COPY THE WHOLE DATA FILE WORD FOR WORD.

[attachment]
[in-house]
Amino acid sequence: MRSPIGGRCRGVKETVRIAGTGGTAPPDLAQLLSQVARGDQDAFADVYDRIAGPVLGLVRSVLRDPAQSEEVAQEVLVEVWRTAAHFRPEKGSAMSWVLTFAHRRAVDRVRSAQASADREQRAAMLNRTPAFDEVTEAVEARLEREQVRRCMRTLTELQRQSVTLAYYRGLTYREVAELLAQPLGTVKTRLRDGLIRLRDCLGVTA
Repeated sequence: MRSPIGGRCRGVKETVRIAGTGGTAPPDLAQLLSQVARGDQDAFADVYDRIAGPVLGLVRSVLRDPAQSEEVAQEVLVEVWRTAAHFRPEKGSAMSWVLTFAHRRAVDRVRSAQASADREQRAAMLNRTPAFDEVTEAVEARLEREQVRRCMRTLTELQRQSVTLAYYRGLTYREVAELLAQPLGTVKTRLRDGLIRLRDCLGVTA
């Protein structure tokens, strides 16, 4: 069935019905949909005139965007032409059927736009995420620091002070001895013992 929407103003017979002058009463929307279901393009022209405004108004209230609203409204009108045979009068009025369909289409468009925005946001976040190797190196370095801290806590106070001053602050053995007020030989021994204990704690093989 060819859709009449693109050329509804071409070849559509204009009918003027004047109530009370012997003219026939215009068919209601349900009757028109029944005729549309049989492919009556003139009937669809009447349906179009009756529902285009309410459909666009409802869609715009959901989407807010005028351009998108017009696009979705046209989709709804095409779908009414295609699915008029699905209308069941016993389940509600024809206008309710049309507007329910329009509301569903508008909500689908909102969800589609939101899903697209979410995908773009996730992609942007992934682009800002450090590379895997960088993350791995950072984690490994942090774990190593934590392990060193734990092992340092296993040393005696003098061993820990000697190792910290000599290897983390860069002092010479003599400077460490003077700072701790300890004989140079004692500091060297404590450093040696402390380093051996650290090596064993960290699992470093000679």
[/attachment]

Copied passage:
[in-house]
Amino acid sequence: MRSPIGGRCRGVKETVRIAGTGGTAPPDLAQLLSQVARGDQDAFADVYDRIAGPVLGLVRSVLRDPAQSEEVAQEVLVEVWRTAAHFRPEKGSAMSWVLTFAHRRAVDRVRSAQASADREQRAAMLNRTPAFDEVTEAVEARLEREQVRRCMRTLTELQRQSVTLAYYRGLTYREVAELLAQPLGTVKTRLRDGLIRLRDCLGVTA
Repeated sequence: MRSPIGGRCRGVKETVRIAGTGGTAPPDLAQLLSQVARGDQDAFADVYDRIAGPVLGLVRSVLRDPAQSEEVAQEVLVEVWRTAAHFRPEKGSAMSWVLTFAHRRAVDRVRSAQASADREQRAAMLNRTPAFDEVTEAVEARLEREQVRRCMRTLTELQRQSVTLAYYRGLTYREVAELLAQPLGTVKTRLRDGLIRLRDCLGVTA
């Protein structure tokens, strides 16, 4: 069935019905949909005139965007032409059927736009995420620091002070001895013992 929407103003017979002058009463929307279901393009022209405004108004209230609203409204009108045979009068009025369909289409468009925005946001976040190797190196370095801290806590106070001053602050053995007020030989021994204990704690093989 060819859709009449693109050329509804071409070849559509204009009918003027004047109530009370012997003219026939215009068919209601349900009757028109029944005729549309049989492919009556003139009937669809009447349906179009009756529902285009309410459909666009409802869609715009959901989407807010005028351009998108017009696009979705046209989709709804095409779908009414295609699915008029699905209308069941016993389940509600024809206008309710049309507007329910329009509301569903508008909500689908909102969800589609939101899903697209979410995908773009996730992609942007992934682009800002450090590379895997960088993350791995950072984690490994942090774990190593934590392990060193734990092992340092296993040393005696003098061993820990000697190792910290000599290897983390860069002092010479003599400077460490003077700072701790300890004989140079004692500091060297404590450093040696402390380093051996650290090596064993960290699992470093000679």